These are the trays that I’ve put together for R (3.5) this month. This is something I do every few weeks. The trays usually have a Montessori influence and I try to include an activity to cover fine motor skills, art, sensory play, practical life, literacy and numeracy. R LOVES these “games” as he calls them and this month was his most excited reaction so far. I usually set them out at night after he’s gone to bed so he wakes up to shelves filled with new trays. To say he was thrilled when he saw these Valentine’s Day themed activities would be a a slight understatement. “Oh WOW! Wow! Thank you Mummy! Thank you!” I never push R to pick up these trays and work with them. They are just left on our shelves, all set up and ready to go and he chooses when and how often he will do them. I’ll often peek into the living room when things have gone a bit quiet, just to check that all is ok and there he’ll be, sitting at his table, quietly working, or should that be playing, with one of his trays. Even though each of these activities does have an intended lesson to be learned, I always leave their use as quite open ended. I will demonstrate each tray to R, but then I will leave it up to him whether he chooses to use the trays in the way I’ve shown him, or whether he would prefer to create a new way to use them. I love seeing him use his imagination to come up with new ways to play with these trays. So, here they are…

This is our Valentine’s themed sensory tub. Sensory tubs are by far R’s favourite type of play. The very firt time I created one for him, he played with it for two and a quarter hours straight. That was something to behold given that he was only 2.5 at the time. For our Valentine’s sensory tub, I was inspired by this tub from the completely wonderful Counting Coconuts. I gathered up anything and everything that was red, orange or pink and just threw it in there. I created an eye spy game by taking pictures of some of the objects. R then looks for the items and places them on the photographs as he finds each object.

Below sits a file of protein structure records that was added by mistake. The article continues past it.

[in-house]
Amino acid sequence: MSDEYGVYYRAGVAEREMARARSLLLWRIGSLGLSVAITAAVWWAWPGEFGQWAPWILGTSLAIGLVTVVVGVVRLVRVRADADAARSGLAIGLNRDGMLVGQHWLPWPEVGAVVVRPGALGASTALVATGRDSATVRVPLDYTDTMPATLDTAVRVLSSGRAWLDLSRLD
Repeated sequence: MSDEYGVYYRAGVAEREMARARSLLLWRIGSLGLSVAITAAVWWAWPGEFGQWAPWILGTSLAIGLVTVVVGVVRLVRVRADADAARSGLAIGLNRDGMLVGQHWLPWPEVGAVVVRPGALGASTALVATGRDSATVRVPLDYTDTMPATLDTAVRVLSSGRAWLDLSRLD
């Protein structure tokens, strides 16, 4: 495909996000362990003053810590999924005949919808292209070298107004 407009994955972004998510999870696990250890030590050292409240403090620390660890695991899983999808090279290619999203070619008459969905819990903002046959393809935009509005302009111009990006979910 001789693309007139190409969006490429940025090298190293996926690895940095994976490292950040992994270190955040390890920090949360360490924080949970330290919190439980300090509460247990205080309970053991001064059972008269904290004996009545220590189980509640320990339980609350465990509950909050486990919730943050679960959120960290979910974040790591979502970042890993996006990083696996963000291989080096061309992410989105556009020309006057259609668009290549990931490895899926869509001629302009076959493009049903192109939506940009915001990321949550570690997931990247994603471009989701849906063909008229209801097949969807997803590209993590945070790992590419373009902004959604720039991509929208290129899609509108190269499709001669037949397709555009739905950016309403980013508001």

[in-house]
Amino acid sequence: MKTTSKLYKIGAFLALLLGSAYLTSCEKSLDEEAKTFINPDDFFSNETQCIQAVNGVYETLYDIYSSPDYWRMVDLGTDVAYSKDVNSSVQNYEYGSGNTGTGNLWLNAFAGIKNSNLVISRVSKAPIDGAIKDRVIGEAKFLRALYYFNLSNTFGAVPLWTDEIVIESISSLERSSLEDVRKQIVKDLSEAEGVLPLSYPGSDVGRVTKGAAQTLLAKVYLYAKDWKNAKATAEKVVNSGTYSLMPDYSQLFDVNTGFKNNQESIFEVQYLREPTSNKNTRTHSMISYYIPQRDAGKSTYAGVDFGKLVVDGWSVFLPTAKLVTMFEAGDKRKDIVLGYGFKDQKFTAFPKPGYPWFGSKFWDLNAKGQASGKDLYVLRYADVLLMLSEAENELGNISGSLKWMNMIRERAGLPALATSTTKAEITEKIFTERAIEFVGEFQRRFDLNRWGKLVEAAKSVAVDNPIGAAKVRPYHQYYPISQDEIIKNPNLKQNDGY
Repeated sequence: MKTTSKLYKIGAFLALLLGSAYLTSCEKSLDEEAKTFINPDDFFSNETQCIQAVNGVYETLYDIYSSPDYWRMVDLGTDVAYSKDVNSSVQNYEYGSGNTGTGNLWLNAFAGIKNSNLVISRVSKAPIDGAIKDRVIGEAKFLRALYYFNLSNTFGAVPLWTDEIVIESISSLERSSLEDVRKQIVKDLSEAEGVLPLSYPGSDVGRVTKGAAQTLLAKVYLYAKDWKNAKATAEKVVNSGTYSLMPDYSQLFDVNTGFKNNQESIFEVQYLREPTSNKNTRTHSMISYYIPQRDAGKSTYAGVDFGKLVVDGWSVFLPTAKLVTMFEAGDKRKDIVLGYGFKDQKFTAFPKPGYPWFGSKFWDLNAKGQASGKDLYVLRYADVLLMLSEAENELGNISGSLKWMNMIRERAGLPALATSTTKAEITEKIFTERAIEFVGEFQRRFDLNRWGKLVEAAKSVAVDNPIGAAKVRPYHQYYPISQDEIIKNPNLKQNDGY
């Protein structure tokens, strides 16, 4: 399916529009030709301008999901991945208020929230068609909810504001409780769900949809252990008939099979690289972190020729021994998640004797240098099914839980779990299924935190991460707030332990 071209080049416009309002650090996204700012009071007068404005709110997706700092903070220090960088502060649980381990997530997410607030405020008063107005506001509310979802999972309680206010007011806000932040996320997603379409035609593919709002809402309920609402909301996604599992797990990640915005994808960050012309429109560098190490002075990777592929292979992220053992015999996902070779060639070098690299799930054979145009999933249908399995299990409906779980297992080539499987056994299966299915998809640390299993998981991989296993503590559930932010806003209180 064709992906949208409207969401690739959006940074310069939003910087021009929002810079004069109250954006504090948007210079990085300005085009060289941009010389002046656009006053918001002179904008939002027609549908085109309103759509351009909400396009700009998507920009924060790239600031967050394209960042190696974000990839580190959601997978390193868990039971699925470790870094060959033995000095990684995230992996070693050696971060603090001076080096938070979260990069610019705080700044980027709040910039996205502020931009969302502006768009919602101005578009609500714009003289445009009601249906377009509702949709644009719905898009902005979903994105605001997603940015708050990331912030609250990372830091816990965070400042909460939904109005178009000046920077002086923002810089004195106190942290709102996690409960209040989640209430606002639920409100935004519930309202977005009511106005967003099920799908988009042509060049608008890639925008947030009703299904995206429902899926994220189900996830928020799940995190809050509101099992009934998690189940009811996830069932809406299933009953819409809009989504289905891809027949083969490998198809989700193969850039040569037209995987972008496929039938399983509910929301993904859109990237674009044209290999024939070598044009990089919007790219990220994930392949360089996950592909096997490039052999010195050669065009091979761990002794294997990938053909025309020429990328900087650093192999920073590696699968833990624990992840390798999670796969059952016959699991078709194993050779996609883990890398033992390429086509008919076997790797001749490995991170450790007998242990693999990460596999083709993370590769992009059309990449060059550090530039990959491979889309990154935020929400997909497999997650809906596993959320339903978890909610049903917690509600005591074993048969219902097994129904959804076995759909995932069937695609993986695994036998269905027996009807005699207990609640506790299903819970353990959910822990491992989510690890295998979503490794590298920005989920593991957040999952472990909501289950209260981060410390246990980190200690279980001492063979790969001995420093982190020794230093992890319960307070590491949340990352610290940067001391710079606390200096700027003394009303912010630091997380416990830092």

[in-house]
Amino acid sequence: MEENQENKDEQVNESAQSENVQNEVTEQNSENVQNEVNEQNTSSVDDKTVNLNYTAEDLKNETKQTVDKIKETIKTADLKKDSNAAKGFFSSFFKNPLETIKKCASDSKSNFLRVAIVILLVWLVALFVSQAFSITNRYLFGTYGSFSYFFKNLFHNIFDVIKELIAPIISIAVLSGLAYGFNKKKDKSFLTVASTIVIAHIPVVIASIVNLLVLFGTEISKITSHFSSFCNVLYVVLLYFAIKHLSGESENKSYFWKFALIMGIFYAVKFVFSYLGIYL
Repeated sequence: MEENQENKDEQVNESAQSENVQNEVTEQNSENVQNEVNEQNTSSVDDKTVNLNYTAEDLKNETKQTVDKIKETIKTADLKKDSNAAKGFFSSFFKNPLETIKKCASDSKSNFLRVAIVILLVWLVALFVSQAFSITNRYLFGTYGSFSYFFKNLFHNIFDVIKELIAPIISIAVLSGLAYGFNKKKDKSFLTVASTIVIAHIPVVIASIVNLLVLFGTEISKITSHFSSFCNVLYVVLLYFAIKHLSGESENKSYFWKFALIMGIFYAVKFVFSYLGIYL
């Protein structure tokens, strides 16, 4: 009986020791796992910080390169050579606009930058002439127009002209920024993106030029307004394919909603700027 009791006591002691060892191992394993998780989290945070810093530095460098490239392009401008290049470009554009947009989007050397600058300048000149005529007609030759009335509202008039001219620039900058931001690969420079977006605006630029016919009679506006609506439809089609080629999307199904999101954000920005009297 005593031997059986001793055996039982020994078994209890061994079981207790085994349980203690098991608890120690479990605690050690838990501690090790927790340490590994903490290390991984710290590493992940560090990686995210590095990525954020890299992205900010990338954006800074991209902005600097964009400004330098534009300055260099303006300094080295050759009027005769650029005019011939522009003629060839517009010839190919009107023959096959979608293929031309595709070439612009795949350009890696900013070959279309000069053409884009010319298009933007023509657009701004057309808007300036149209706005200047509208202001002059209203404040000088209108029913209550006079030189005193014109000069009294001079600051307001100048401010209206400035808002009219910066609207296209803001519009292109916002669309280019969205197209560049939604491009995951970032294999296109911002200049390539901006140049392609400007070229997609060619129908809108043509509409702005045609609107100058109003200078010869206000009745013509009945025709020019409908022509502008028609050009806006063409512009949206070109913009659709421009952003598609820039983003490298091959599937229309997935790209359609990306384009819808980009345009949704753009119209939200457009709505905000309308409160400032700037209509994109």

R really enjoys this game and is very particular about placing the found objects on the photo in exactly the same position as the photographed object, right down to the dice needing to be placed with the same numbers showing upwards as in the photo. Hmmm. Detail oriented or simply inherited his mother’s OCD tendancies?

Here are the rest of our trays. Several of these trays were inspired by these trays, again from Counting Coconuts. Honestly, I can’t rave enough about the fabulous ideas that Mari-Ann comes up with. Mari-Ann is the reason I am so thoroughly interested in Montessori.

 Pipe cleaner beading threading. Great fine motor skills activity. R inserts the pipe cleaners into the holes of the salt shaker and then threads beads onto the pipe cleaners.

 This is how the activity looks once it has been completed. The foam letters are presented on the tray in a mixed pile and R places them in order to match the word in the photo. I created a “love” tray for our Valentine’s Day thee as well as a similar tray with his name in the photo.

Open ended art tray. Paper, glue and lots of miscellaneous materials such as tissue paper, crepe paper, confetti hearts, jewel-like stickers and mini foam letters. This has been R’s absolute favourite this month. He created four pictures within the first twenty minutes of seeing the new trays for the first time.

Pouring confetti hearts from one glass to another.

Creating the lette V on our homemade geo board.

Letter V push-pin activity. Fine motor and literacy. R traces the letters by inserting the push pin into the printed page. This was part of the wonderful set of Valentine’s printables  from Confessions of a Homeschooler. This site has a wealth of ideas and free printables or you can purchase the entire set of Pre-K printables. That’s what I chose to do and we have a folder for each letter, full of printables and activities.

So there you have it. Our trays for February. They’ve been a big hit.